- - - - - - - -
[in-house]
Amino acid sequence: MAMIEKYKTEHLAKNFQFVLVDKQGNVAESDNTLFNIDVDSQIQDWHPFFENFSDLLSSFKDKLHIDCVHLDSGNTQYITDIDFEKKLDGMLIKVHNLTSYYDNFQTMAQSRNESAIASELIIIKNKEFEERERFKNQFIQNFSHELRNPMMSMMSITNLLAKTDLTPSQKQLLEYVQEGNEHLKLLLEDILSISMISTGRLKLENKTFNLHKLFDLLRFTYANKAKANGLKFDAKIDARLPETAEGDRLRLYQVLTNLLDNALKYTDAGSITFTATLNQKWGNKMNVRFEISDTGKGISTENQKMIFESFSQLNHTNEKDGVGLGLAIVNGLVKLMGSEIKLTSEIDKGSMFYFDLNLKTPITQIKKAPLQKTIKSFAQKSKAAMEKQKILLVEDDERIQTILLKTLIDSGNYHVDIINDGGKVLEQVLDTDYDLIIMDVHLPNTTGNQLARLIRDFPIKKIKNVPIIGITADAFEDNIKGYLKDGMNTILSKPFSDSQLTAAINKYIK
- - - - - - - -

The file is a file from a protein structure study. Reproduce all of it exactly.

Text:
[in-house]
Amino acid sequence: MAMIEKYKTEHLAKNFQFVLVDKQGNVAESDNTLFNIDVDSQIQDWHPFFENFSDLLSSFKDKLHIDCVHLDSGNTQYITDIDFEKKLDGMLIKVHNLTSYYDNFQTMAQSRNESAIASELIIIKNKEFEERERFKNQFIQNFSHELRNPMMSMMSITNLLAKTDLTPSQKQLLEYVQEGNEHLKLLLEDILSISMISTGRLKLENKTFNLHKLFDLLRFTYANKAKANGLKFDAKIDARLPETAEGDRLRLYQVLTNLLDNALKYTDAGSITFTATLNQKWGNKMNVRFEISDTGKGISTENQKMIFESFSQLNHTNEKDGVGLGLAIVNGLVKLMGSEIKLTSEIDKGSMFYFDLNLKTPITQIKKAPLQKTIKSFAQKSKAAMEKQKILLVEDDERIQTILLKTLIDSGNYHVDIINDGGKVLEQVLDTDYDLIIMDVHLPNTTGNQLARLIRDFPIKKIKNVPIIGITADAFEDNIKGYLKDGMNTILSKPFSDSQLTAAINKYIK